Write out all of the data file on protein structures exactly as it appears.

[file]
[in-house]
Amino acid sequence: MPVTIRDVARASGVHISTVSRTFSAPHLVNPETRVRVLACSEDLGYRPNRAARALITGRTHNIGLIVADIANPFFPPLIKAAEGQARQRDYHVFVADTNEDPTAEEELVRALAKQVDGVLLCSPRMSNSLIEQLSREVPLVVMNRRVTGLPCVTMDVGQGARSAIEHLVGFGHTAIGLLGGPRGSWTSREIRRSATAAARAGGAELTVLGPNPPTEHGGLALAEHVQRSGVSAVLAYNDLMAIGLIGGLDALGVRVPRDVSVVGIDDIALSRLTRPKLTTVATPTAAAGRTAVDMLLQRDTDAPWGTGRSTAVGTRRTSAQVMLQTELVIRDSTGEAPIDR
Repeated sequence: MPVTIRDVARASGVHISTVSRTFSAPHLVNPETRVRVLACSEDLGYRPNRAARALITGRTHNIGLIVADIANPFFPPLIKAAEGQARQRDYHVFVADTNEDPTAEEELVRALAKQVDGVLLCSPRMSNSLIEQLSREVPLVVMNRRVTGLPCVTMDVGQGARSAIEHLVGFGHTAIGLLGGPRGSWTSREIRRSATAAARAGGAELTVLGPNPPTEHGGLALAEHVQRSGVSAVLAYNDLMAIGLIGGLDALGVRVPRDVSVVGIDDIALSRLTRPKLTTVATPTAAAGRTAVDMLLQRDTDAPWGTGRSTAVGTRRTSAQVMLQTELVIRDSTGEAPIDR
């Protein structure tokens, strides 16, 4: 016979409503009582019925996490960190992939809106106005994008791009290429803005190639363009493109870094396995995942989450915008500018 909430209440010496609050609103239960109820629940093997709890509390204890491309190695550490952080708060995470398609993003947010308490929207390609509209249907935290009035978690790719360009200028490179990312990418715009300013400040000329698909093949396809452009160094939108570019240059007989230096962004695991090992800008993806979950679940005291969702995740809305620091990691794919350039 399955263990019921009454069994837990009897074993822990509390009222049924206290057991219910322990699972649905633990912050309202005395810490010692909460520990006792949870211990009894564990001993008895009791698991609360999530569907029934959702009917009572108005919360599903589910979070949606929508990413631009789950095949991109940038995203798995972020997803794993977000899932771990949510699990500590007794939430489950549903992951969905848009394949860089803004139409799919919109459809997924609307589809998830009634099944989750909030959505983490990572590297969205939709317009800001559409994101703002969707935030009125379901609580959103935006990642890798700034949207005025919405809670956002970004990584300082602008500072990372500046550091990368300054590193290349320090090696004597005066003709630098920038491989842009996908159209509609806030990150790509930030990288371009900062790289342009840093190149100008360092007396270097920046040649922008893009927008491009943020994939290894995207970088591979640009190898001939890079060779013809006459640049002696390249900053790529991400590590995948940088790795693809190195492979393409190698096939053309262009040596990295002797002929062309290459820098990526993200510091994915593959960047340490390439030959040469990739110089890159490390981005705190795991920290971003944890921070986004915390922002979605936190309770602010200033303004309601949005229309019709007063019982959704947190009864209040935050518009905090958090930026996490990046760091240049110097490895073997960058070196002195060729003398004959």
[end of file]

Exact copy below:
[in-house]
Amino acid sequence: MPVTIRDVARASGVHISTVSRTFSAPHLVNPETRVRVLACSEDLGYRPNRAARALITGRTHNIGLIVADIANPFFPPLIKAAEGQARQRDYHVFVADTNEDPTAEEELVRALAKQVDGVLLCSPRMSNSLIEQLSREVPLVVMNRRVTGLPCVTMDVGQGARSAIEHLVGFGHTAIGLLGGPRGSWTSREIRRSATAAARAGGAELTVLGPNPPTEHGGLALAEHVQRSGVSAVLAYNDLMAIGLIGGLDALGVRVPRDVSVVGIDDIALSRLTRPKLTTVATPTAAAGRTAVDMLLQRDTDAPWGTGRSTAVGTRRTSAQVMLQTELVIRDSTGEAPIDR
Repeated sequence: MPVTIRDVARASGVHISTVSRTFSAPHLVNPETRVRVLACSEDLGYRPNRAARALITGRTHNIGLIVADIANPFFPPLIKAAEGQARQRDYHVFVADTNEDPTAEEELVRALAKQVDGVLLCSPRMSNSLIEQLSREVPLVVMNRRVTGLPCVTMDVGQGARSAIEHLVGFGHTAIGLLGGPRGSWTSREIRRSATAAARAGGAELTVLGPNPPTEHGGLALAEHVQRSGVSAVLAYNDLMAIGLIGGLDALGVRVPRDVSVVGIDDIALSRLTRPKLTTVATPTAAAGRTAVDMLLQRDTDAPWGTGRSTAVGTRRTSAQVMLQTELVIRDSTGEAPIDR
């Protein structure tokens, strides 16, 4: 016979409503009582019925996490960190992939809106106005994008791009290429803005190639363009493109870094396995995942989450915008500018 909430209440010496609050609103239960109820629940093997709890509390204890491309190695550490952080708060995470398609993003947010308490929207390609509209249907935290009035978690790719360009200028490179990312990418715009300013400040000329698909093949396809452009160094939108570019240059007989230096962004695991090992800008993806979950679940005291969702995740809305620091990691794919350039 399955263990019921009454069994837990009897074993822990509390009222049924206290057991219910322990699972649905633990912050309202005395810490010692909460520990006792949870211990009894564990001993008895009791698991609360999530569907029934959702009917009572108005919360599903589910979070949606929508990413631009789950095949991109940038995203798995972020997803794993977000899932771990949510699990500590007794939430489950549903992951969905848009394949860089803004139409799919919109459809997924609307589809998830009634099944989750909030959505983490990572590297969205939709317009800001559409994101703002969707935030009125379901609580959103935006990642890798700034949207005025919405809670956002970004990584300082602008500072990372500046550091990368300054590193290349320090090696004597005066003709630098920038491989842009996908159209509609806030990150790509930030990288371009900062790289342009840093190149100008360092007396270097920046040649922008893009927008491009943020994939290894995207970088591979640009190898001939890079060779013809006459640049002696390249900053790529991400590590995948940088790795693809190195492979393409190698096939053309262009040596990295002797002929062309290459820098990526993200510091994915593959960047340490390439030959040469990739110089890159490390981005705190795991920290971003944890921070986004915390922002979605936190309770602010200033303004309601949005229309019709007063019982959704947190009864209040935050518009905090958090930026996490990046760091240049110097490895073997960058070196002195060729003398004959």